P.S. Classes and Structs can also make code a lot cleaner and more readable, but I think learning to write your own functions first is a nice step in the right direction.

### #1Zael

Posted 25 April 2012 - 03:16 PM

I will see if I can take a moment to look at it more in-depth over the next few evening, but right off the bat, you can make it a lot cleaner if you look at using functions. Functions help you abstract different procedures and not only easily re-use code, but also make the code itself more readable. In case you haven't encountered them before I have included a small example.

#include <iostream>

using namespace std;

int sumOfRange(int a, int b);

int main()
{
int a, b;
cout << "Provide first number: ";
cin >> a;
cout << "Provide second number: ";
cin >> b;
cout << "The sum of all numbers between " << a << " and " << b << " is: " << sumOfRange(a, b) << endl;
int c,d;
cout << "Provide first number: ";
cin >> c;
cout << "Provide second number: ";
cin >> d;
cout << "The sum of all numbers between " << c << " and " << d << " is: " << sumOfRange(c, d) << endl;
}

int sumOfRange(int a, int b)
{
int total = 0;
for(int i = a; i <= b; i++)
{
total+=i;
}
}



The first thing I do is declare the function on line 5. All functions must be declared before using. A function is comprised of really three parts. The first is the return type. In this case the function returns an int. The second is the name of the function. This is how the function is called. The last thing is a list of parameters. I believe there is an upper limit on the number of parameters a function can have, but I have never hit that limit (it is pretty high). Each parameter is essentially a variable that is declared just like you would inside a function except that it is a copy of the whatever value was passed to the function.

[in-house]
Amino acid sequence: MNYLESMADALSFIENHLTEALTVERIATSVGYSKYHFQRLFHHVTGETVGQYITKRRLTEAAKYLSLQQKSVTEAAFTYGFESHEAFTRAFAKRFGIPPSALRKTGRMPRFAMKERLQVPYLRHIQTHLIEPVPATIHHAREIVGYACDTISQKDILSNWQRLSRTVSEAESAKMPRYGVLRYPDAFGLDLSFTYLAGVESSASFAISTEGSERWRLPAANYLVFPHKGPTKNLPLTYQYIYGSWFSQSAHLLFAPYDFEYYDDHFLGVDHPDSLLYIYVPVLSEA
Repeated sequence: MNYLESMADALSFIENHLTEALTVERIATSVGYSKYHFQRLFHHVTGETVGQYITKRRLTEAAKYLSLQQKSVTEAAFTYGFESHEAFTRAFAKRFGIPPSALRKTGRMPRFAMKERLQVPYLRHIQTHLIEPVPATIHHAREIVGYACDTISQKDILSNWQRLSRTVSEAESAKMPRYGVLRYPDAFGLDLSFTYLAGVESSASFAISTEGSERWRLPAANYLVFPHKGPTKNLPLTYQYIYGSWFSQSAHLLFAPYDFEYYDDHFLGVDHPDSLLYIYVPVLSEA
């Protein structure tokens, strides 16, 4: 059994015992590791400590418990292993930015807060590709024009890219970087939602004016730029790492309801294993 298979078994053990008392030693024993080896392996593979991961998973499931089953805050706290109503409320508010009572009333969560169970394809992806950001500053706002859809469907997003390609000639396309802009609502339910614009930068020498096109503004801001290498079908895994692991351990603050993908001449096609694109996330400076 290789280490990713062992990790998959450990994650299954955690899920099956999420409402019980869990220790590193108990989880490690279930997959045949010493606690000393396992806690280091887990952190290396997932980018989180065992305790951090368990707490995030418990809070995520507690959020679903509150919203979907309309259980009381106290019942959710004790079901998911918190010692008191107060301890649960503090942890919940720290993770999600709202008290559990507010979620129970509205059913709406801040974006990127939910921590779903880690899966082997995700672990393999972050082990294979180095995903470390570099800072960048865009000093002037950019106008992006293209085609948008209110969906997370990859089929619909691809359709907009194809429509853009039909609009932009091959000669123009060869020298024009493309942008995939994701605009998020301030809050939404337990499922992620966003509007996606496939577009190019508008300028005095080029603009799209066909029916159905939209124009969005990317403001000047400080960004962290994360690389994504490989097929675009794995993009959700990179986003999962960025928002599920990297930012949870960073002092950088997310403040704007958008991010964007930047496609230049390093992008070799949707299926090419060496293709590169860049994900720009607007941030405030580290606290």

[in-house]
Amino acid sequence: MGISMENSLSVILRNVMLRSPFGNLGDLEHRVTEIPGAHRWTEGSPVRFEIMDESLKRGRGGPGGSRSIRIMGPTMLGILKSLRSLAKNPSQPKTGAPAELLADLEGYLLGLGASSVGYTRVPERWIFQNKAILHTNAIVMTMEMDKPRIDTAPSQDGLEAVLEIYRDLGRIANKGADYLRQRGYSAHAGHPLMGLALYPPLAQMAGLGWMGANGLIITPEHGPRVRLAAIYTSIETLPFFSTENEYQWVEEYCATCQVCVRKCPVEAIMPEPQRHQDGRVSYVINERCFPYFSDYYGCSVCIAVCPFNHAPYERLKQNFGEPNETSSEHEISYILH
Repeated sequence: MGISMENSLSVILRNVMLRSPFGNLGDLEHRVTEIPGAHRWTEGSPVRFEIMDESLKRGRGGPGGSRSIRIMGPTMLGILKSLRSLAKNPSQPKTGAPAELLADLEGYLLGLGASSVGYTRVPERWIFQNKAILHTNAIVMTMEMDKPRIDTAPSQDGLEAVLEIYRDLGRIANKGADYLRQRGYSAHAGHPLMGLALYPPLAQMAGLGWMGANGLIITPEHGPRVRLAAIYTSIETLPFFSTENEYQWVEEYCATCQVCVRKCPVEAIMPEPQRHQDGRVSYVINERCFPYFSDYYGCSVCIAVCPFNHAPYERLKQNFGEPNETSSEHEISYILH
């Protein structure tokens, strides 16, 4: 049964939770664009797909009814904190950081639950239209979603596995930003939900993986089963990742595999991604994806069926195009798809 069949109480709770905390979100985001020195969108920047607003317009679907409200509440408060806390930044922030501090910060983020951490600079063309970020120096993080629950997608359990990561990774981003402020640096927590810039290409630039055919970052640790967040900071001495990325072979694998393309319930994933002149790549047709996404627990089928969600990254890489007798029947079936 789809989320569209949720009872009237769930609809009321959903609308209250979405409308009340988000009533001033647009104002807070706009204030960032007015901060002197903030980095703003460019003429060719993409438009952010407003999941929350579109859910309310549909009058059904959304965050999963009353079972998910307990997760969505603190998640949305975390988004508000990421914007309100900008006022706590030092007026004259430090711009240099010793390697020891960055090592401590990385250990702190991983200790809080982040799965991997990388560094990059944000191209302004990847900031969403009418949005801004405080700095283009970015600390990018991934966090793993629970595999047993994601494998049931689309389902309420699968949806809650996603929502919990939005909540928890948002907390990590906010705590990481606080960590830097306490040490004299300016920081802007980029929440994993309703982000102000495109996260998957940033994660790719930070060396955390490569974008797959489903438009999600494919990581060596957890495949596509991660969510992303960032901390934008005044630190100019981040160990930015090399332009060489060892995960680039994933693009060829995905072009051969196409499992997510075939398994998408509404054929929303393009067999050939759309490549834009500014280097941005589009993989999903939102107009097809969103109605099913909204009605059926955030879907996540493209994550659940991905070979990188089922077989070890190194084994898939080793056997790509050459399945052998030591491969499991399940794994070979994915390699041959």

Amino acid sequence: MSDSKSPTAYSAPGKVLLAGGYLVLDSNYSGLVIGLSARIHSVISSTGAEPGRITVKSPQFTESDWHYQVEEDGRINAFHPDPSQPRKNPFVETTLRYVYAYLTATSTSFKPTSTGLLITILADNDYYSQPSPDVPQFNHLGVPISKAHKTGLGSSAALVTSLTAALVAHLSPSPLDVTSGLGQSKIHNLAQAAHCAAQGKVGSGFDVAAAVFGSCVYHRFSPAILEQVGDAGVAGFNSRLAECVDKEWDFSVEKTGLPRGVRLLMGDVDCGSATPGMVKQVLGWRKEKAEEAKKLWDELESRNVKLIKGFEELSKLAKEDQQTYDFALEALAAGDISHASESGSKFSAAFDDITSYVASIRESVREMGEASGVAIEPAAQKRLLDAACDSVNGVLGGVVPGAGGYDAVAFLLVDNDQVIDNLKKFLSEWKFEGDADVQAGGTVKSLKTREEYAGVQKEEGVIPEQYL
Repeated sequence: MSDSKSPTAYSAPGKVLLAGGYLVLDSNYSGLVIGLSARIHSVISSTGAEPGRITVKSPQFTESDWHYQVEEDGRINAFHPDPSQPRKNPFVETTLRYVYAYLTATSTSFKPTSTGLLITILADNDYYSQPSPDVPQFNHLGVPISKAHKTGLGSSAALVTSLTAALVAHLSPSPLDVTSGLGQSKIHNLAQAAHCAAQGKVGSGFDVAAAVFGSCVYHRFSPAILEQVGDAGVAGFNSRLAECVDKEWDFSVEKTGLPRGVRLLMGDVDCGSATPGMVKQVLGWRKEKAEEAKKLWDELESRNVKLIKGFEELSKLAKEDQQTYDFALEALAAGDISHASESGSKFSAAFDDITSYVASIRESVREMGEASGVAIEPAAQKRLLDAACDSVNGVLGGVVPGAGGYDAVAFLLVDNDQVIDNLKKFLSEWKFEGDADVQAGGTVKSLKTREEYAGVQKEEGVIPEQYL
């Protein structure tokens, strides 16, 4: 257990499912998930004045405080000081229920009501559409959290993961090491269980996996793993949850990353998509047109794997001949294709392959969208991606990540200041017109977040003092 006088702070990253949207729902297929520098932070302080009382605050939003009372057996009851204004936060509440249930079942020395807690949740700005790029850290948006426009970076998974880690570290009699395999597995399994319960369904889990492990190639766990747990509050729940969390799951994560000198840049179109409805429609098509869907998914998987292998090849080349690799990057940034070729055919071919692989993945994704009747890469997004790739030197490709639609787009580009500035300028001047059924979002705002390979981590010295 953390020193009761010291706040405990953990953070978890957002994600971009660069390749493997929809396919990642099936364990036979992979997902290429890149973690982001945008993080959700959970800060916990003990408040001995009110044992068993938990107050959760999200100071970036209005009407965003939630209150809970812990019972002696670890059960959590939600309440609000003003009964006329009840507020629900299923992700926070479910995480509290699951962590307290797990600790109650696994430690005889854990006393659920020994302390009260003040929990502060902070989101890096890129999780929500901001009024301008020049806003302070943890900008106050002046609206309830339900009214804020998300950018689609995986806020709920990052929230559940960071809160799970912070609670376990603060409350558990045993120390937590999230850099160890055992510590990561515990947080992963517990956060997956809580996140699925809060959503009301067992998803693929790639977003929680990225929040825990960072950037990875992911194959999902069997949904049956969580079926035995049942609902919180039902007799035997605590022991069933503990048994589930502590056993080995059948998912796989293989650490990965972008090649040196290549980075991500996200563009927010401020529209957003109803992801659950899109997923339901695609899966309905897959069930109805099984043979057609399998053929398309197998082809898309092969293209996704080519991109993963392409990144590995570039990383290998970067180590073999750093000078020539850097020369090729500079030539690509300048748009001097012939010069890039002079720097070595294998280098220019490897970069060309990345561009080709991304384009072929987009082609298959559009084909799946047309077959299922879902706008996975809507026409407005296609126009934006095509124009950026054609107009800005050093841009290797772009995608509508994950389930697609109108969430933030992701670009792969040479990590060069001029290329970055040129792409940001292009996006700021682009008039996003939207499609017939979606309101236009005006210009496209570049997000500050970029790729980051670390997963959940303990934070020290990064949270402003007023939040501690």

The next thing I do is define and declare my main function. Inside my main function I use the the function I declared on line 5. Finally after my main function I define my function. The function definition is essentially the code that is executed when the code is used.

A minor, but essential thing to understand is that because parameters are copies, if you change the value of a parameter in a function the variable used when calling the function is unchanged.

#include <iostream>

using namespace std;

void functionThatDoesNothing(int a)
{

a = 10;
}

int main()
{
int a = 5;
cout << "The variable 'a' is: "<< a << endl;
functionThatDoesNothing(a);
cout << "The variable 'a' is still "<< a << endl;
return 0;
}


You can see from this example that the function does not change a. I have also shown that you can define the function at the same time you declare it. It is usually best to define and declare the function separately if you have more than one file (declarations go in the .h or .hpp file and definitions go in the .cpp file).

If you want to have the parameter directly affect the variable that was used when calling the function you can use what is called "pass by reference". Whether a function parameter is "pass by value" or "pass by reference" depends on the way it is declared in the function declaration. To make a variable "pass by reference" you simply place an '&' character before the variable name. Below I will demonstrate the same code as above, except with "pass by reference".

#include <iostream>

using namespace std;

void functionThatDoesSomething(int & a)
{

a = 10;
}

int main()
{
int a = 5;
cout << "The variable 'a' is: "<< a << endl;
functionThatDoesSomething(a);
cout << "The variable 'a' is now "<< a << endl;
return 0;
}


"Pass by reference" can get a little bit dangerous (your code will crash) if you use it in certain ways (like for the return type of a function), but for the way I have demonstrated above it should be safe in most if not all situations.

PARTNERS